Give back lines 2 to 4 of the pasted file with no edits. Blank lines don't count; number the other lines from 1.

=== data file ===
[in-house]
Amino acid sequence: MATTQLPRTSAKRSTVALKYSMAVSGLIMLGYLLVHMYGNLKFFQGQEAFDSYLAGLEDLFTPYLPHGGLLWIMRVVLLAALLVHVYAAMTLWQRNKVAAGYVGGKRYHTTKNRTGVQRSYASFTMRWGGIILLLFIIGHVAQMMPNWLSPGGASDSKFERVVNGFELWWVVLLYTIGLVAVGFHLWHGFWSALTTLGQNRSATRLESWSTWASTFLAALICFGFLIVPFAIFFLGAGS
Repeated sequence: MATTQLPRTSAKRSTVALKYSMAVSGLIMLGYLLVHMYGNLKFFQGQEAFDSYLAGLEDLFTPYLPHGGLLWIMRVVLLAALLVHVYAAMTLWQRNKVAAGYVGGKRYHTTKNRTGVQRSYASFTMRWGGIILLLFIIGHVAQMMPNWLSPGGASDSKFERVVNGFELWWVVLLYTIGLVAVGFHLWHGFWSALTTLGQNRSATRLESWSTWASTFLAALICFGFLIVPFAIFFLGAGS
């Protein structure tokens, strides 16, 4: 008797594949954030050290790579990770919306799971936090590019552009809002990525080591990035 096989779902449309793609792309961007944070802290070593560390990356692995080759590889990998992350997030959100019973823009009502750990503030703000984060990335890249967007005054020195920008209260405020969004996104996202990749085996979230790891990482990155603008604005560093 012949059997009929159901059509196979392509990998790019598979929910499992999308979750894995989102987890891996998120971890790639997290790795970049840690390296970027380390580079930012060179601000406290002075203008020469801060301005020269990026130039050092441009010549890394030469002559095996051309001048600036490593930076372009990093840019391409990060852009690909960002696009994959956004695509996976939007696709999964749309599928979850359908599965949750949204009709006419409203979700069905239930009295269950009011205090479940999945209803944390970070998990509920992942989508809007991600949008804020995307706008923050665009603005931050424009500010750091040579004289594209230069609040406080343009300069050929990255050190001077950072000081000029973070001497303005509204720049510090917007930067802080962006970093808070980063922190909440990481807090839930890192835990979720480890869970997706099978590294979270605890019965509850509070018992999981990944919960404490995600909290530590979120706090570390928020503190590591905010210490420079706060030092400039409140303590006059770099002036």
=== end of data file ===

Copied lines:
Amino acid sequence: MATTQLPRTSAKRSTVALKYSMAVSGLIMLGYLLVHMYGNLKFFQGQEAFDSYLAGLEDLFTPYLPHGGLLWIMRVVLLAALLVHVYAAMTLWQRNKVAAGYVGGKRYHTTKNRTGVQRSYASFTMRWGGIILLLFIIGHVAQMMPNWLSPGGASDSKFERVVNGFELWWVVLLYTIGLVAVGFHLWHGFWSALTTLGQNRSATRLESWSTWASTFLAALICFGFLIVPFAIFFLGAGS
Repeated sequence: MATTQLPRTSAKRSTVALKYSMAVSGLIMLGYLLVHMYGNLKFFQGQEAFDSYLAGLEDLFTPYLPHGGLLWIMRVVLLAALLVHVYAAMTLWQRNKVAAGYVGGKRYHTTKNRTGVQRSYASFTMRWGGIILLLFIIGHVAQMMPNWLSPGGASDSKFERVVNGFELWWVVLLYTIGLVAVGFHLWHGFWSALTTLGQNRSATRLESWSTWASTFLAALICFGFLIVPFAIFFLGAGS
């Protein structure tokens, strides 16, 4: 008797594949954030050290790579990770919306799971936090590019552009809002990525080591990035 096989779902449309793609792309961007944070802290070593560390990356692995080759590889990998992350997030959100019973823009009502750990503030703000984060990335890249967007005054020195920008209260405020969004996104996202990749085996979230790891990482990155603008604005560093 012949059997009929159901059509196979392509990998790019598979929910499992999308979750894995989102987890891996998120971890790639997290790795970049840690390296970027380390580079930012060179601000406290002075203008020469801060301005020269990026130039050092441009010549890394030469002559095996051309001048600036490593930076372009990093840019391409990060852009690909960002696009994959956004695509996976939007696709999964749309599928979850359908599965949750949204009709006419409203979700069905239930009295269950009011205090479940999945209803944390970070998990509920992942989508809007991600949008804020995307706008923050665009603005931050424009500010750091040579004289594209230069609040406080343009300069050929990255050190001077950072000081000029973070001497303005509204720049510090917007930067802080962006970093808070980063922190909440990481807090839930890192835990979720480890869970997706099978590294979270605890019965509850509070018992999981990944919960404490995600909290530590979120706090570390928020503190590591905010210490420079706060030092400039409140303590006059770099002036």